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To resolve this type of dispute, you would be filing a suit to "quiet title" it is a separate and distinct part of the Code of Civil Procedure dedicated specifically to clearing issues related to real property title. You are required to name as defendants in your suit any party that claims, or may claim an interest in the property that is adverse to the one you are claiming (a walkway or pathway easement, or a pathway that actually belongs to the property - my apologies I am not entirely clear on the description of the property, but for our purposes, the distinction is unimportant).
The biggest issue you are facing is one of "adverse possession" a claim that your neighbor may raise where they have blocked the path for an extended period of time, and therefore they are entitled to exclusive possession of the property, and your easement, or property interest is extinguished (regardless as to what your deed says). You can find a helpful article describing this doctrine here: http://www.dot.ca.gov/hq/row/landsurveys/Study_material/California-Adverse-Possession.pdf
In California, the use must be for at least 5 years, and must be exclusive during that time. This time period begins to run at the time when the other property owner first took action to use the property exclusively and blocked you or your predecessors from using the pathway.
With the above being said, these cases are always fact specific, Courts are prone to rule against adverse possession claims that unfairly take away from another party's rights, and the elements of an adverse possession action must be met exactly in order to establish title in that manner.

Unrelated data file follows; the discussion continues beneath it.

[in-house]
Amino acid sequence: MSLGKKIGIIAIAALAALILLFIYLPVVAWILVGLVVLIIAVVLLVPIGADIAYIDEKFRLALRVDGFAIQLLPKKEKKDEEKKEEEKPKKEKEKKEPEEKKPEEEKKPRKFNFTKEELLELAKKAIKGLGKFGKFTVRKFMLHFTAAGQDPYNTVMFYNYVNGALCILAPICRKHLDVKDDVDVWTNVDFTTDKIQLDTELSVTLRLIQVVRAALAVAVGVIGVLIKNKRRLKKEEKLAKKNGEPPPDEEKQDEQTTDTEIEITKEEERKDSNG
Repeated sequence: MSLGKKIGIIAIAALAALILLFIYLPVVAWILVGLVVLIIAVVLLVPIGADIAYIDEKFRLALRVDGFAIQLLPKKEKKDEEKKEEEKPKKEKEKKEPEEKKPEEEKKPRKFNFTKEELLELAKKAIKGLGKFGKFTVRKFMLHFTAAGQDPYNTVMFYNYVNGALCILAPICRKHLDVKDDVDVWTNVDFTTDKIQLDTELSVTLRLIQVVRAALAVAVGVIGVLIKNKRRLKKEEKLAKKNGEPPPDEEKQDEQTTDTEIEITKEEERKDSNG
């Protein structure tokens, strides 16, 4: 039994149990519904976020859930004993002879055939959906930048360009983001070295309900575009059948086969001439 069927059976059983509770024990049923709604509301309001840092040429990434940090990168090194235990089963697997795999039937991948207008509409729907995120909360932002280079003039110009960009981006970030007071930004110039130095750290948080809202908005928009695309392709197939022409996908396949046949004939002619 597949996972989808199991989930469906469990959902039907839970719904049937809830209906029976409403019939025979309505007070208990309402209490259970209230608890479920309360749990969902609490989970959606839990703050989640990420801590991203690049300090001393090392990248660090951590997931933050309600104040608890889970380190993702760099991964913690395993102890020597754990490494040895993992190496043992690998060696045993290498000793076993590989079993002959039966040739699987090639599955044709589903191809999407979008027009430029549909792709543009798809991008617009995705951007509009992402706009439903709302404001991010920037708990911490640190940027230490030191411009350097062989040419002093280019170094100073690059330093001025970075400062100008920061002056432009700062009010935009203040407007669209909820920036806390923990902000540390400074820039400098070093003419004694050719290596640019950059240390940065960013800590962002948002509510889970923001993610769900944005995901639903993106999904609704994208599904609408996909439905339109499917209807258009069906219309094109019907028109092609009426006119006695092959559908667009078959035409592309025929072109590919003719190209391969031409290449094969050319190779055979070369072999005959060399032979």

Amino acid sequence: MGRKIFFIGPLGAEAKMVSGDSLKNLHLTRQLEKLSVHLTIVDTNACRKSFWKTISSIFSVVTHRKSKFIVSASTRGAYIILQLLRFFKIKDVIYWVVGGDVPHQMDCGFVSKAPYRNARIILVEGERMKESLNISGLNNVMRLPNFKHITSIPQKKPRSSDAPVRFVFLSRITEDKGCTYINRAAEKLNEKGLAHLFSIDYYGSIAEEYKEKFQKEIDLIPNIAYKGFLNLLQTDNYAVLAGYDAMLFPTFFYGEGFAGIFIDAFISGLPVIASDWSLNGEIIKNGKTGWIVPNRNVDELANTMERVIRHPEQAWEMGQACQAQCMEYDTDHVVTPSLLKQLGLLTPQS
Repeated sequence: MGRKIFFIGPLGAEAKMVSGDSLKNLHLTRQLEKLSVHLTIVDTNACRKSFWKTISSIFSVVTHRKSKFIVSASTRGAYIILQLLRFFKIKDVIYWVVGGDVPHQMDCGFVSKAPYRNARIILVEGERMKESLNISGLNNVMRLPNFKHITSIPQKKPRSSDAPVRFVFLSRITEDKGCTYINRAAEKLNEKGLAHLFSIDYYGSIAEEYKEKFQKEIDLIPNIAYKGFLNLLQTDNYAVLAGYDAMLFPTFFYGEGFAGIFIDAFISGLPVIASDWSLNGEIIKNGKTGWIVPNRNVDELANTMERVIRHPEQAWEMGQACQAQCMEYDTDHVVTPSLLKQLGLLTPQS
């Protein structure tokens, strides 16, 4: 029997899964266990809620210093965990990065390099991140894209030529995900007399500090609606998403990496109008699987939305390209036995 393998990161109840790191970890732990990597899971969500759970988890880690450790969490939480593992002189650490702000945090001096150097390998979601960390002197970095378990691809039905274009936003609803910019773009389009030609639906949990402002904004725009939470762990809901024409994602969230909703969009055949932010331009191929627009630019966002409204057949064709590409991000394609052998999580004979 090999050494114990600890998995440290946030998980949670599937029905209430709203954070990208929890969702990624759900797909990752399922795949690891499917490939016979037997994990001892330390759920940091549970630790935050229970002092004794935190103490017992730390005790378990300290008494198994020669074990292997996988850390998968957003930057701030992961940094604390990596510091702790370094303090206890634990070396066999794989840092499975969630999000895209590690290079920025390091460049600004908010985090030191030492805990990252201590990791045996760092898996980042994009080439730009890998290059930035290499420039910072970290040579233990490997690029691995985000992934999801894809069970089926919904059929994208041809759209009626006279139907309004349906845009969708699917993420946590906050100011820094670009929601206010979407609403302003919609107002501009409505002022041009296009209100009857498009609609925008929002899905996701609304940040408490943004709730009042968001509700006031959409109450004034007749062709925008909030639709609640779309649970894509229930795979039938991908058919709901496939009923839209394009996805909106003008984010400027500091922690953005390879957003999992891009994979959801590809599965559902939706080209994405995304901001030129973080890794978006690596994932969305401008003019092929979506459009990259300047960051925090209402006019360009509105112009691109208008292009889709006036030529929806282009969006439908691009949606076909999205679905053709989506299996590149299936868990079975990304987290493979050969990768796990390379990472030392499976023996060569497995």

If you purchased title insurance at the time that you purchased your home, you can tender the claim to your title insurance carrier, they should defend the matter on your behalf. (Just write a letter to them asking them to take care of the issue, you can send it to the insurance company directly or to the broker that sold you the policy).
I hope the above is helpful, if you have any questions please do not hesitate to let me know and I will follow up quickly.
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I did not clearly state that the path is 'not deeded.' It is my understanding that this makes it public, and that public land cannot be acquired by adverse possession.
Similarly, the title company told me that they did not insure the path, or my right to use the path.
does this information change your advice (i.e., neighbor's defense or use of a quiet title action). Also, are there any statute of limitation issues.
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